Giving evidence yesterday, Walker told the court he was born in Ipswich and went to St John's Primary School and Northgate Grammar School where he passed 11 GCSEs and three A Levels.

He said he had been an only child and had been "seriously bullied" at school. He described himself as being lonely and isolated as a child.

He met his wife when he was at university, where she had been working as a cook.

She was his first girlfriend and they had a "wonderful wedding" in 1961.

He and his wife devoted their entire lives to bringing up their two children Jane and Adrian. "They were the total focus of our ambitions and love," he said.

He said the family had moved to Suffolk by the early 1970s and his wife had worked 40 days a year as a deputy registrar.

He said before taking early retirement, he had been a manager of the agricultural division of a chemical company.

The couple had taken up ballroom dancing after the children left home in a bid to bring them closer together but he had ended up having a sexual relationship with a woman he met at the dancing classes.

His wife found out about the affair in 2000 and walked out but was persuaded to return when he promised to end the affair.

He had continued to have a platonic friendship with the woman and after discovering he was still in contact with her, his wife had finally asked for a divorce.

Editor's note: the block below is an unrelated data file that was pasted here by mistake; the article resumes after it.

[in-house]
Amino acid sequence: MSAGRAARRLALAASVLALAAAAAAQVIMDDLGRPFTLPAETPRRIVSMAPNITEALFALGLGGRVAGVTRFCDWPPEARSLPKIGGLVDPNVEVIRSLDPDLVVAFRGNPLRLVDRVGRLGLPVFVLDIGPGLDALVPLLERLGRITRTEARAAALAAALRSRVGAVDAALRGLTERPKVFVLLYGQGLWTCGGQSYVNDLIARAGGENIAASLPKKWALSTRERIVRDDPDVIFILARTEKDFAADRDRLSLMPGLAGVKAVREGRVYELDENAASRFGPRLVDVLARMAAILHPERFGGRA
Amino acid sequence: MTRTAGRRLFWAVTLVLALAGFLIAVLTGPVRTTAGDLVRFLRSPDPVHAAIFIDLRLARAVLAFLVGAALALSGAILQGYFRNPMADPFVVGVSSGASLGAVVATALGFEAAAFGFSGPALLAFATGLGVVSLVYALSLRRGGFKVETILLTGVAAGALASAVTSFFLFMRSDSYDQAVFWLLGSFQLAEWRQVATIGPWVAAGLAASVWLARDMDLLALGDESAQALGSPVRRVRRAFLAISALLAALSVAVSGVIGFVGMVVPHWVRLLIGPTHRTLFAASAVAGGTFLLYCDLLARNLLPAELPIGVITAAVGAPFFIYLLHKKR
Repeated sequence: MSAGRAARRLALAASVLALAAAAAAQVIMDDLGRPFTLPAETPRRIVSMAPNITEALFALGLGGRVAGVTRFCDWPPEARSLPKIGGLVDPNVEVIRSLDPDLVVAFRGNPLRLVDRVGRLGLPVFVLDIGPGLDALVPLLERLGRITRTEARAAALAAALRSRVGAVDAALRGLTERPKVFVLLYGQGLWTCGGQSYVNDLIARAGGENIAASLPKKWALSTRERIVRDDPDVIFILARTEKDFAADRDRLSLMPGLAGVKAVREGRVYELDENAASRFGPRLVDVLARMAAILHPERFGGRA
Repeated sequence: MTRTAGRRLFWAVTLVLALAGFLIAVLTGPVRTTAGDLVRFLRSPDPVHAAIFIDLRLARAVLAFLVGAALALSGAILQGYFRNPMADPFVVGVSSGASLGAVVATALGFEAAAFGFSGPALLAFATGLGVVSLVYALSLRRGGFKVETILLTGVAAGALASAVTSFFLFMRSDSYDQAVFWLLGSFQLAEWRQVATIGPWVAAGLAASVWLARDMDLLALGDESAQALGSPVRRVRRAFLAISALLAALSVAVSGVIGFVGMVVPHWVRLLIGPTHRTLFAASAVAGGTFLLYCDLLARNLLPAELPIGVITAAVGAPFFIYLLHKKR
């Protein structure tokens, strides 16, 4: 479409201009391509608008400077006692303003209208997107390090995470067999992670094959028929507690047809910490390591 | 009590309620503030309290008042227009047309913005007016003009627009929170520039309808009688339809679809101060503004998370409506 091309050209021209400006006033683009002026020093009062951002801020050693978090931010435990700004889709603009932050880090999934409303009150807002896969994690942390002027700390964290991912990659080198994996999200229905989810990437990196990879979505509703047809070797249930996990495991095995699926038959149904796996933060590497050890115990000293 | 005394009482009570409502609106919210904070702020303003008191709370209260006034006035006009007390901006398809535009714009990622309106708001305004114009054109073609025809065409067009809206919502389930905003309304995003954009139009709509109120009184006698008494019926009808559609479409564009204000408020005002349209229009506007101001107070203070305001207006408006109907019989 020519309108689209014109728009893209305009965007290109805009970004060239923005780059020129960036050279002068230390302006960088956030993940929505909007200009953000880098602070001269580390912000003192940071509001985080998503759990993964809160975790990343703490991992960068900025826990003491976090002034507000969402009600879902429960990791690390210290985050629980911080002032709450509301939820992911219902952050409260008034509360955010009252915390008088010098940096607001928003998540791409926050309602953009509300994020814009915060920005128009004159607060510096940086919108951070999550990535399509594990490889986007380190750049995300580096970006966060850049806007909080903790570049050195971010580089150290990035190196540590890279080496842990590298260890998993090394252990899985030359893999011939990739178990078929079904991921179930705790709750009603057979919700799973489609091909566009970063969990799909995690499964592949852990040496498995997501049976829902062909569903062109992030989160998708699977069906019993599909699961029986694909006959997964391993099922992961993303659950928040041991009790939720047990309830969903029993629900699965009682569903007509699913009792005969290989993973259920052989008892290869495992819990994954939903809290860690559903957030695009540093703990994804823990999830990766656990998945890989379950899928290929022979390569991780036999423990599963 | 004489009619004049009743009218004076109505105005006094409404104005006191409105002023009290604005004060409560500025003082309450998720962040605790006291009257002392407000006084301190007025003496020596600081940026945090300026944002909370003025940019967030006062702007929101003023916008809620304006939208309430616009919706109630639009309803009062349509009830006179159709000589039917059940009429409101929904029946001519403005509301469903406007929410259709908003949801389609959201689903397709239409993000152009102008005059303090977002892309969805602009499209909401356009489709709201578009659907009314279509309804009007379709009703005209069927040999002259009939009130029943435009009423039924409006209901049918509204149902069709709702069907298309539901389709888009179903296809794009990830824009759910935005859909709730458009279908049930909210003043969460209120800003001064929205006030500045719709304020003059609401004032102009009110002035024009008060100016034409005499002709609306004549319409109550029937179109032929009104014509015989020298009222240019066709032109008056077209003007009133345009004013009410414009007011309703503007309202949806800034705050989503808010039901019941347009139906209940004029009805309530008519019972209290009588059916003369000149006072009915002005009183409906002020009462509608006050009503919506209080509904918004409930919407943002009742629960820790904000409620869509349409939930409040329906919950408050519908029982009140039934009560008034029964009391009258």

He and his wife had led separate lives under the same roof and on the morning of the shooting, he had confronted her about steps she was taking to change the way their properties, worth about £1million were owned.

He claimed that during an argument she threatened to take him for all he had and to turn their children, grandchildren and the local community against him.

"She sort of sneered at me and she seemed to be goading me and to gloat over the situation she found herself in.

"I just had an overwhelming feeling of terrible tension. I felt exhausted and cornered", he said.

Describing the shooting, he said: "I know I must have done it but I wasn't aware I was doing it."

Afterwards he had put the gun back in its cabinet and had walked around his garden before dialling 999 for an ambulance and the police.

He said he found it astonishing that he had walked around the garden, but at the time he had been like an automaton.

Cross-examined by prosecution counsel Karim Khalil, he agreed that he told a 999 operator that he had "just committed a murder" and had killed his wife after being "overcome with anger".

However, he denied a suggestion from Mr Khalil that what he was effectively saying was "I've killed my wife and I meant to".

Walker said the words "I've just committed a murder" were the first words that came to him and described the situation. "I was desperate for help," he said.

Mr Khalil suggested to Walker that he was "absolutely furious" with his wife that morning to which Walker replied "It wasn't anger in the way you are expressing it."

During his questioning of Walker, Mr Khalil asked for the defendant to be handed the gun he had used to kill his wife.

He asked Walker to demonstrate to the jury how he would have loaded a cartridge and how he held the weapon when he shot his wife.

Walker explained to the court that he was familiar with the shotgun, that he regularly used it over many years to control rabbits in the garden.

"You were not shooting rabbits this particular morning were you? What did you do with it as you pointed it at her?" asked Mr Khalil.

"I obviously fired it", said Walker.

The trail continues today.